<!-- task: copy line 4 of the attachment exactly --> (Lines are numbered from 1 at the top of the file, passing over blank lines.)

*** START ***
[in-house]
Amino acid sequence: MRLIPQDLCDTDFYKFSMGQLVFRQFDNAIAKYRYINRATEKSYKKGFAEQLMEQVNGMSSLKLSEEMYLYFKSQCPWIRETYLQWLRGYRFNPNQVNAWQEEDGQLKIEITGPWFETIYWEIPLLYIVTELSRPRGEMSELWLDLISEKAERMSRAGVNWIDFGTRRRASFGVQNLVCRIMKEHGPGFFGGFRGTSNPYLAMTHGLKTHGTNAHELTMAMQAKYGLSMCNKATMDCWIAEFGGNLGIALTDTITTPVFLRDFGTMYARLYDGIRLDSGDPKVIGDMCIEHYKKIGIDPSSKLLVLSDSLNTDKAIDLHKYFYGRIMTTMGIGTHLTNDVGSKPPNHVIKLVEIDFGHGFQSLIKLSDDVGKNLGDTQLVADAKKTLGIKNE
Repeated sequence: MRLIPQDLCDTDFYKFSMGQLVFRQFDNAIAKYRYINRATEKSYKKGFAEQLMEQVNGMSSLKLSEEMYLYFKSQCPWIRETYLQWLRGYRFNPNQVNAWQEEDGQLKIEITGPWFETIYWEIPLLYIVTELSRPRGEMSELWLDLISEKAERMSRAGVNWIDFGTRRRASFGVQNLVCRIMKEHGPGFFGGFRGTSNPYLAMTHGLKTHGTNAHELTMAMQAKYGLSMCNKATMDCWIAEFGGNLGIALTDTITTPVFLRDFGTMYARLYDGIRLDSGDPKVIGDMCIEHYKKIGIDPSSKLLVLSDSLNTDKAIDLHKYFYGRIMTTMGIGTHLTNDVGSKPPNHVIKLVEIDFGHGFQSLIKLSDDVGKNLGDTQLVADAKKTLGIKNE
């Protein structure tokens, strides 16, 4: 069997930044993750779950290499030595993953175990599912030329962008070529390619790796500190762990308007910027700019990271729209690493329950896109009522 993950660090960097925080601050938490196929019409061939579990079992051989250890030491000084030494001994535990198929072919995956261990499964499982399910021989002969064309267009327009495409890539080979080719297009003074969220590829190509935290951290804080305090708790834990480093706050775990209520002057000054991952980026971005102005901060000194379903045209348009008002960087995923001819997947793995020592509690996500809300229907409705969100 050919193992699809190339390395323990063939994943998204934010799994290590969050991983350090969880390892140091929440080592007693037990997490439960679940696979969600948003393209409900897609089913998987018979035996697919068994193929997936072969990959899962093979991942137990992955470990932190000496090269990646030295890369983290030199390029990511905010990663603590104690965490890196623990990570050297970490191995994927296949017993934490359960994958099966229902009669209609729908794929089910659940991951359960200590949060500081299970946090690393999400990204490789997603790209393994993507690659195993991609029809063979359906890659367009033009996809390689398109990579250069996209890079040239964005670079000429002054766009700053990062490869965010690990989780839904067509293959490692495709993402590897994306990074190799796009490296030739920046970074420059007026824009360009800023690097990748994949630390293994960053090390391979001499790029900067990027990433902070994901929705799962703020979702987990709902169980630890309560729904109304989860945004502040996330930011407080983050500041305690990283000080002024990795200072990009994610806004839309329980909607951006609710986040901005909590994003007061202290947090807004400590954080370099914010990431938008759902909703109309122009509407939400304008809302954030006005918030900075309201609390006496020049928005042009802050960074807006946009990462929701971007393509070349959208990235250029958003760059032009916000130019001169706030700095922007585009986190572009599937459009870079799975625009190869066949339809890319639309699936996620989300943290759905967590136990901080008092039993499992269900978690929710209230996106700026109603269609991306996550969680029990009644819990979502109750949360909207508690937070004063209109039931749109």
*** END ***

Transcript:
């Protein structure tokens, strides 16, 4: 069997930044993750779950290499030595993953175990599912030329962008070529390619790796500190762990308007910027700019990271729209690493329950896109009522 993950660090960097925080601050938490196929019409061939579990079992051989250890030491000084030494001994535990198929072919995956261990499964499982399910021989002969064309267009327009495409890539080979080719297009003074969220590829190509935290951290804080305090708790834990480093706050775990209520002057000054991952980026971005102005901060000194379903045209348009008002960087995923001819997947793995020592509690996500809300229907409705969100 050919193992699809190339390395323990063939994943998204934010799994290590969050991983350090969880390892140091929440080592007693037990997490439960679940696979969600948003393209409900897609089913998987018979035996697919068994193929997936072969990959899962093979991942137990992955470990932190000496090269990646030295890369983290030199390029990511905010990663603590104690965490890196623990990570050297970490191995994927296949017993934490359960994958099966229902009669209609729908794929089910659940991951359960200590949060500081299970946090690393999400990204490789997603790209393994993507690659195993991609029809063979359906890659367009033009996809390689398109990579250069996209890079040239964005670079000429002054766009700053990062490869965010690990989780839904067509293959490692495709993402590897994306990074190799796009490296030739920046970074420059007026824009360009800023690097990748994949630390293994960053090390391979001499790029900067990027990433902070994901929705799962703020979702987990709902169980630890309560729904109304989860945004502040996330930011407080983050500041305690990283000080002024990795200072990009994610806004839309329980909607951006609710986040901005909590994003007061202290947090807004400590954080370099914010990431938008759902909703109309122009509407939400304008809302954030006005918030900075309201609390006496020049928005042009802050960074807006946009990462929701971007393509070349959208990235250029958003760059032009916000130019001169706030700095922007585009986190572009599937459009870079799975625009190869066949339809890319639309699936996620989300943290759905967590136990901080008092039993499992269900978690929710209230996106700026109603269609991306996550969680029990009644819990979502109750949360909207508690937070004063209109039931749109």